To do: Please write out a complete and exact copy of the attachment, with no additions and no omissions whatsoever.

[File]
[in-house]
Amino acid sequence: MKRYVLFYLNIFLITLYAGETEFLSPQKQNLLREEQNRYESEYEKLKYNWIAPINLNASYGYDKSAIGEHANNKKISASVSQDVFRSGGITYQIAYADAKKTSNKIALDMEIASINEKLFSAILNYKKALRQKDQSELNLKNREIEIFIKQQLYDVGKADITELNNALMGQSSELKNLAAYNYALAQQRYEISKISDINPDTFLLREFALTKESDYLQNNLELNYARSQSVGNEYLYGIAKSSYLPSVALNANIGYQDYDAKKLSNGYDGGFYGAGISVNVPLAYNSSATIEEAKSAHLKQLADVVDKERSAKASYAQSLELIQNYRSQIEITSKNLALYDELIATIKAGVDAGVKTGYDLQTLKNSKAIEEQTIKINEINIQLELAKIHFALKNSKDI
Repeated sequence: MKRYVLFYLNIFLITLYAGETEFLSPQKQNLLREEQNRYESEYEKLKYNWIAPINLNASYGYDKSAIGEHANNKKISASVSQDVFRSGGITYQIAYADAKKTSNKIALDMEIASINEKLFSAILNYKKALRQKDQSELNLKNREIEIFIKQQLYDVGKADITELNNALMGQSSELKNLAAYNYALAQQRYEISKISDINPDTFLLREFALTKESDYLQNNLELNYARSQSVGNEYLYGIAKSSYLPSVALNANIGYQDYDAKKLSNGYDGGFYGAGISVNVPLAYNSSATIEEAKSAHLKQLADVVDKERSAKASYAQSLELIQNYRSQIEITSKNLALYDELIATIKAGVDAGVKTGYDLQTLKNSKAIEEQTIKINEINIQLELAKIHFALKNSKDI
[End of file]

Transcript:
[in-house]
Amino acid sequence: MKRYVLFYLNIFLITLYAGETEFLSPQKQNLLREEQNRYESEYEKLKYNWIAPINLNASYGYDKSAIGEHANNKKISASVSQDVFRSGGITYQIAYADAKKTSNKIALDMEIASINEKLFSAILNYKKALRQKDQSELNLKNREIEIFIKQQLYDVGKADITELNNALMGQSSELKNLAAYNYALAQQRYEISKISDINPDTFLLREFALTKESDYLQNNLELNYARSQSVGNEYLYGIAKSSYLPSVALNANIGYQDYDAKKLSNGYDGGFYGAGISVNVPLAYNSSATIEEAKSAHLKQLADVVDKERSAKASYAQSLELIQNYRSQIEITSKNLALYDELIATIKAGVDAGVKTGYDLQTLKNSKAIEEQTIKINEINIQLELAKIHFALKNSKDI
Repeated sequence: MKRYVLFYLNIFLITLYAGETEFLSPQKQNLLREEQNRYESEYEKLKYNWIAPINLNASYGYDKSAIGEHANNKKISASVSQDVFRSGGITYQIAYADAKKTSNKIALDMEIASINEKLFSAILNYKKALRQKDQSELNLKNREIEIFIKQQLYDVGKADITELNNALMGQSSELKNLAAYNYALAQQRYEISKISDINPDTFLLREFALTKESDYLQNNLELNYARSQSVGNEYLYGIAKSSYLPSVALNANIGYQDYDAKKLSNGYDGGFYGAGISVNVPLAYNSSATIEEAKSAHLKQLADVVDKERSAKASYAQSLELIQNYRSQIEITSKNLALYDELIATIKAGVDAGVKTGYDLQTLKNSKAIEEQTIKINEINIQLELAKIHFALKNSKDI